Commack, New York

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Commack (/KO-mack/ or /KOM-mack/) is a census-designated place (CDP) that roughly corresponds to the hamlet (unincorporated community) by the same name in the towns of Huntington and Smithtown in Suffolk County, New York, United States on Long Island. The CDP's population was 36,367 at the 2000 census.

Contents

Geography

According to the United States Census Bureau, the CDP has a total area of 12.1 square miles (31.2 km²), all land.

The name Commack comes from the Secatogue Indians who lived on the south shore between Copiague and Bayport. They named their northern lands in the center of the island Winnecomac meaning "Pleasant lands." This is what they must have thought when they looked over this area of flat lands with rich soil, and thick oak forests abounding with plants and wildlife. From the earliest days Commack was known for its fertile soil, abundance of game, and wood.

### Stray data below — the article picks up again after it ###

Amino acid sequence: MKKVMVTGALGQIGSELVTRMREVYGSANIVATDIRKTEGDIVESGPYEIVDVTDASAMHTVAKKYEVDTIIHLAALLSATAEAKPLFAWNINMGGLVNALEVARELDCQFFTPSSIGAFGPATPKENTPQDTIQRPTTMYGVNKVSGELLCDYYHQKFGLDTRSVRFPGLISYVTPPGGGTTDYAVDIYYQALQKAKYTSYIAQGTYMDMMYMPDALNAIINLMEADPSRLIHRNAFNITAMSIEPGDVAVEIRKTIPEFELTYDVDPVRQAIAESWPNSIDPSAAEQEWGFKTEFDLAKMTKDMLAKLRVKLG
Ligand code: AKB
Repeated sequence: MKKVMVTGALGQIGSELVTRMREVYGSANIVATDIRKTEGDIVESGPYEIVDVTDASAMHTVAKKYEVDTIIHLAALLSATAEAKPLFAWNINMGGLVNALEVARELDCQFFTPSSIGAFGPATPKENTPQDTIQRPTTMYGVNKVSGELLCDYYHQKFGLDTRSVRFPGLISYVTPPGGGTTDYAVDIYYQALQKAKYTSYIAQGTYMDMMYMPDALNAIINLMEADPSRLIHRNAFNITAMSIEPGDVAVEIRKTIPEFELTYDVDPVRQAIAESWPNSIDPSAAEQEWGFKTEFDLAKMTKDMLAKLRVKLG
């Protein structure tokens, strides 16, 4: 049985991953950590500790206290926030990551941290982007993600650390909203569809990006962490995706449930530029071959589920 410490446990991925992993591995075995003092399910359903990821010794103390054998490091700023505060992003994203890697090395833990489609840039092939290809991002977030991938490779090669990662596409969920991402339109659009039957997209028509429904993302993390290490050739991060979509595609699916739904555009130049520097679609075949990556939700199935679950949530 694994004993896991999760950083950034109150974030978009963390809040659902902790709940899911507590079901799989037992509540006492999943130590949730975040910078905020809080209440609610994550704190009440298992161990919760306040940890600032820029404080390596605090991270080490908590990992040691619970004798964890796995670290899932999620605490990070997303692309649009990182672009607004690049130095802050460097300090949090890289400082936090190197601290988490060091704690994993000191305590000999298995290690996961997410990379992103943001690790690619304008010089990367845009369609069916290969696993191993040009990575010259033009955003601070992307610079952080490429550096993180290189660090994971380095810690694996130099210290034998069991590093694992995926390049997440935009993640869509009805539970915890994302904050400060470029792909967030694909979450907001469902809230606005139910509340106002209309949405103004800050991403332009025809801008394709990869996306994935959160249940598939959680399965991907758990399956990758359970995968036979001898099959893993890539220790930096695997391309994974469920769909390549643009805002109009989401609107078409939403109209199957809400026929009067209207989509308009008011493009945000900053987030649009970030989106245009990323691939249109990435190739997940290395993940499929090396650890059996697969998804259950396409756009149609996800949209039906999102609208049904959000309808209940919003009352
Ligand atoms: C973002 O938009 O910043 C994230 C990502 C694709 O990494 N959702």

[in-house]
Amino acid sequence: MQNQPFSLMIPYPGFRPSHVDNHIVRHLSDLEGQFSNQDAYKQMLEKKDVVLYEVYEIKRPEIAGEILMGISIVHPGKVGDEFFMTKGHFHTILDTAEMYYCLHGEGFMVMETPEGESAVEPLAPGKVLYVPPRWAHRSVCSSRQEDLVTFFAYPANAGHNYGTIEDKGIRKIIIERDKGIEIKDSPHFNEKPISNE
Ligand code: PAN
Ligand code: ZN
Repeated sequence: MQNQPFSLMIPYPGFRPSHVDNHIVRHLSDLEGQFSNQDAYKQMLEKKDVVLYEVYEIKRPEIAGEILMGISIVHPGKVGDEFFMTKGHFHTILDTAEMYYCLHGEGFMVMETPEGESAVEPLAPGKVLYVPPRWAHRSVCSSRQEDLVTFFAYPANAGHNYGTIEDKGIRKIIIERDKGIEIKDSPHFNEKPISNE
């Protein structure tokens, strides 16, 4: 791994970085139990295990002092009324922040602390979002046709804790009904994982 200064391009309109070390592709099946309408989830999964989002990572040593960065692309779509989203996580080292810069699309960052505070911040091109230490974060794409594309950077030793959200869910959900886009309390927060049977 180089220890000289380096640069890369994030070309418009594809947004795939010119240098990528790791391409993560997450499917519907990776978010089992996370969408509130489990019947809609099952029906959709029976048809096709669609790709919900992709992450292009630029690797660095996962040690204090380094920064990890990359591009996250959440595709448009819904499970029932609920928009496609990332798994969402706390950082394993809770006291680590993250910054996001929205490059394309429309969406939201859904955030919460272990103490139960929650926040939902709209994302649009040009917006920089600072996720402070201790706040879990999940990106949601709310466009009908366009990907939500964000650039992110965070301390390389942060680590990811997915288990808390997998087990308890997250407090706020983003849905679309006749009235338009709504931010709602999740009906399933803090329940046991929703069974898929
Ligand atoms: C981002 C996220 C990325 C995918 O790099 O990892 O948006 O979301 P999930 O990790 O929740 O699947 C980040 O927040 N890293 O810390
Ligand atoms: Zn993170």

Today all of Commack is settled and suburbanized and, like most unincorporated areas of Long Island, does not have a true, walkable downtown or "Main Street." The community is served by four major thoroughfares: the Long Island Expressway, the Northern State Parkway, the Sunken Meadow State Parkway and the at-grade Jericho Turnpike. It also includes the historic Long Island Motor Parkway, which itself included the Spur to NY 25 that later became Harned Road.

Demographics

As of the census of 2000, there were 36,367 people, 11,697 households, and 10,176 families residing in the CDP. The population density was 3,014.9 per square mile (1,164.3/km²). There were 11,824 housing units at an average density of 980.2/sq mi (378.5/km²). The racial makeup of the CDP was 80.4% White, 10.6% African American, 3.8% Asian, 6.3% from other races, and 2.1% from two or more races. Hispanic or Latino of any race were 6.9% of the population.[2][1]

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